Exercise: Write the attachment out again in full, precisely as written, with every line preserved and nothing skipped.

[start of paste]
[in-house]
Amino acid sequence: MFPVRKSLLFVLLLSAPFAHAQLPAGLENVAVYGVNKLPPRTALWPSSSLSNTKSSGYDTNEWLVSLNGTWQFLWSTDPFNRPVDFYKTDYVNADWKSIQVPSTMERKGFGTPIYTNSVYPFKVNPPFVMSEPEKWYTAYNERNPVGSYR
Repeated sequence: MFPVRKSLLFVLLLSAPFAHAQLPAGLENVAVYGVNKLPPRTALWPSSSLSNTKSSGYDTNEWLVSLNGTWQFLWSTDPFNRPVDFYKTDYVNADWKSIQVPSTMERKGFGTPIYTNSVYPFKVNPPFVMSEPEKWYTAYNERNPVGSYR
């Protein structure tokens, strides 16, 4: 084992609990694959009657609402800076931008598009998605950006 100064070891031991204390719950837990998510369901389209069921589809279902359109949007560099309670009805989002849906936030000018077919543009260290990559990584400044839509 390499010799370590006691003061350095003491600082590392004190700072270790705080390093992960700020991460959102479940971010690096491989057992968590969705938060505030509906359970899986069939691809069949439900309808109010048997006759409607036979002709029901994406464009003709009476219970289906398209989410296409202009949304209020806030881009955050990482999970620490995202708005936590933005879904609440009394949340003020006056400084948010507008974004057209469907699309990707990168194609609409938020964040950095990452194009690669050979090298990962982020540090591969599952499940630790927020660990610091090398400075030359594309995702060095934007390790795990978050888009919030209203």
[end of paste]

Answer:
[in-house]
Amino acid sequence: MFPVRKSLLFVLLLSAPFAHAQLPAGLENVAVYGVNKLPPRTALWPSSSLSNTKSSGYDTNEWLVSLNGTWQFLWSTDPFNRPVDFYKTDYVNADWKSIQVPSTMERKGFGTPIYTNSVYPFKVNPPFVMSEPEKWYTAYNERNPVGSYR
Repeated sequence: MFPVRKSLLFVLLLSAPFAHAQLPAGLENVAVYGVNKLPPRTALWPSSSLSNTKSSGYDTNEWLVSLNGTWQFLWSTDPFNRPVDFYKTDYVNADWKSIQVPSTMERKGFGTPIYTNSVYPFKVNPPFVMSEPEKWYTAYNERNPVGSYR
């Protein structure tokens, strides 16, 4: 084992609990694959009657609402800076931008598009998605950006 100064070891031991204390719950837990998510369901389209069921589809279902359109949007560099309670009805989002849906936030000018077919543009260290990559990584400044839509 390499010799370590006691003061350095003491600082590392004190700072270790705080390093992960700020991460959102479940971010690096491989057992968590969705938060505030509906359970899986069939691809069949439900309808109010048997006759409607036979002709029901994406464009003709009476219970289906398209989410296409202009949304209020806030881009955050990482999970620490995202708005936590933005879904609440009394949340003020006056400084948010507008974004057209469907699309990707990168194609609409938020964040950095990452194009690669050979090298990962982020540090591969599952499940630790927020660990610091090398400075030359594309995702060095934007390790795990978050888009919030209203």